Following Scotland’s referendum on independence two weeks ago, Europe has been rocked by a wave of nationalist sentiment throughout culturally unique regions. Though there are several others throughout Europe and the world, the three brightest flames at this time are Catalonia in Spain, Veneto in Italy, and Flanders in Belgium.
Catalonia is a semiautonomous region in north-eastern Spain. Its capital is Barcelona, the second largest city in Spain, and the region is inhabited by approximately 5.4 million citizens. The region has been seeking independence from Spain for over ten years now.
Catalonians have a very different culture from the rest of Spain, and even speak a different language, Catalonian. Historically independent of Spain, it wasn’t until the 1700s that the region was incorporated into Spain.
Since 2006, the independence movement has gained momentum. The Spanish Government refuses to recognize the legitimacy of the independence campaign, and has not allowed any sort of a vote or referendum.
On Sunday, the Catalonian government announced a plan to go ahead and hold a referendum on independence, regardless of what the Spanish government says. The Prime Minister of Spain has claimed that the referendum is unconstitutional and that the results would not count.
Veneto is a region in north-eastern Italy, home to about 4.8 million citizens. It is also home to one of the most famous cities in the world: Venice. Historically, the Republic of Venice was an independent nation. Venetians were famous throughout the world as traders, and made a fortune selling fine silks and perfumes.
In 1797, the Republic of Venice was defeated and incorporated first into the empire of Napoleon Bonaparte, then passed to the Austrians before finally becoming part of Italy in 1866. Ever since then, the Venetians have wished to regain their independence.
The independence movement has been steadily growing since the 1960s, and in the 2010 election the Venetian Nationalist party gained a huge majority in the local legislature. In March of 2014, a series of polls were conducted throughout the region on whether or not Veneto should be independent. A composite result of those polls shows that over 89% of the region favours independence from Italy.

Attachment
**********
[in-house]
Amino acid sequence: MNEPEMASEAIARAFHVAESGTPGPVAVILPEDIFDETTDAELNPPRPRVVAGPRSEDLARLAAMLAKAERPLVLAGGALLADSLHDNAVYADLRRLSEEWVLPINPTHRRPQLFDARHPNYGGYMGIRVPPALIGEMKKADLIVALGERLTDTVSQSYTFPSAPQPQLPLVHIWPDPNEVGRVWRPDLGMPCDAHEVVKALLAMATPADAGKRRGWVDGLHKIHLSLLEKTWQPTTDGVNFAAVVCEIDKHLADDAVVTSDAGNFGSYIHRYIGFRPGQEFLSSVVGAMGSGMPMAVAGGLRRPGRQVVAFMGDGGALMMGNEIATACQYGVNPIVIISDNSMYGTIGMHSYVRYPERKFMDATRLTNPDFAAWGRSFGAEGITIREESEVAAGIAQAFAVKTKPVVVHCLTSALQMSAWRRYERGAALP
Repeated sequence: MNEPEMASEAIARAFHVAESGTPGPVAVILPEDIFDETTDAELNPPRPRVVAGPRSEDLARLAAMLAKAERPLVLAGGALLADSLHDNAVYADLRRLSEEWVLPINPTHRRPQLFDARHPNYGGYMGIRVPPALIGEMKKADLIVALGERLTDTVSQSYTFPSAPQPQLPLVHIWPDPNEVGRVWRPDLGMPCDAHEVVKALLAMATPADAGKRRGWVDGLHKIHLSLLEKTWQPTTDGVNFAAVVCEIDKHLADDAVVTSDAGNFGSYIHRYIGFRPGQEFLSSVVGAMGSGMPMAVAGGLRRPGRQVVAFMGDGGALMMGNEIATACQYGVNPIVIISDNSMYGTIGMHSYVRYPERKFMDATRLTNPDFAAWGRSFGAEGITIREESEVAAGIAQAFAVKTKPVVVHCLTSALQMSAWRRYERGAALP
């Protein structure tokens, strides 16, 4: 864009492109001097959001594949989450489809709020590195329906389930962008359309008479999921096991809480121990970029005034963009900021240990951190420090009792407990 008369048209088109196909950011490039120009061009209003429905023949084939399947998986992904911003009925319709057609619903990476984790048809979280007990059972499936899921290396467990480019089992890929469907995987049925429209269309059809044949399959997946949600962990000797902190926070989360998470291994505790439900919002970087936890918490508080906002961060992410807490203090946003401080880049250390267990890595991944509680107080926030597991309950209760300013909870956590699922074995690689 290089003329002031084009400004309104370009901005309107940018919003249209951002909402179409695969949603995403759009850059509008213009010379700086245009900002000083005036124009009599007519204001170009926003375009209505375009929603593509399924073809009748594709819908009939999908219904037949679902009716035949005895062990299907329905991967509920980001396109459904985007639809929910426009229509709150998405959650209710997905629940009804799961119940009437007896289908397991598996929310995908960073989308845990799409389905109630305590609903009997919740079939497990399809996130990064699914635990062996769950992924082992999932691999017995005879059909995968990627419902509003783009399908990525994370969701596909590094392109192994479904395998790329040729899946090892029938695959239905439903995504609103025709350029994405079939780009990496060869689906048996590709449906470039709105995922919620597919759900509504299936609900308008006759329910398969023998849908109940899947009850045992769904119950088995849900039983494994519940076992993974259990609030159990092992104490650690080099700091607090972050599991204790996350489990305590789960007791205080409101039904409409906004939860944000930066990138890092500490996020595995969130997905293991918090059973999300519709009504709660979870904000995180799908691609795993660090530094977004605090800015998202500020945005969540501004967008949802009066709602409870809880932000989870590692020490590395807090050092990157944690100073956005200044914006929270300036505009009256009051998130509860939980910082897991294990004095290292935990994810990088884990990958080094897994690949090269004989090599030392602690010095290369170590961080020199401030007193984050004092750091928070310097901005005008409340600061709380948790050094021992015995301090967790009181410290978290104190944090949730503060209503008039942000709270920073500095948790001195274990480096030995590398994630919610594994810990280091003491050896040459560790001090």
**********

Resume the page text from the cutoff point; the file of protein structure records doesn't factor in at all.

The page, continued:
After the Scottish referendum, various legislatures in Veneto have been working on an independence referendum of their own. It remains to be seen if the Italian government will allow there to be a vote or not.
Flanders comprises the northern half of the Kingdom of Belgium, and is home to 6.3 million people. The capital of Flanders is Brussels, which also happens to be the capital and largest city of Belgium. One of the main differences between Flanders and Belgium is the fact that the Flemish speak Dutch, whereas the Belgians speak French.
Historically, Flanders has been passed around between various European powers, including France, Burgundy, and The Holy Roman Empire. Though never independent, the Flemish have a vibrant culture and rich heritage, and consider themselves culturally and ethnically separate from the rest of Belgium.
The Flemish independence movement has been in existence since before the World War I. The movement has gained traction in recent years, with more of the Flemish people becoming concerned about the protection of the Dutch language and Flemish culture.
Following the Scottish referendum, the Flemish government has started pushing for independence, arguing that they would be better off apart from Belgium. This is not good news for Belgium, because Flanders makes up 60% of the population and contributes over 80% of the nation’s Gross Domestic Product.
It remains to be seen if the Flemish will succeed in holding a referendum on independence, and if the Belgian government will recognize it as being legitimate.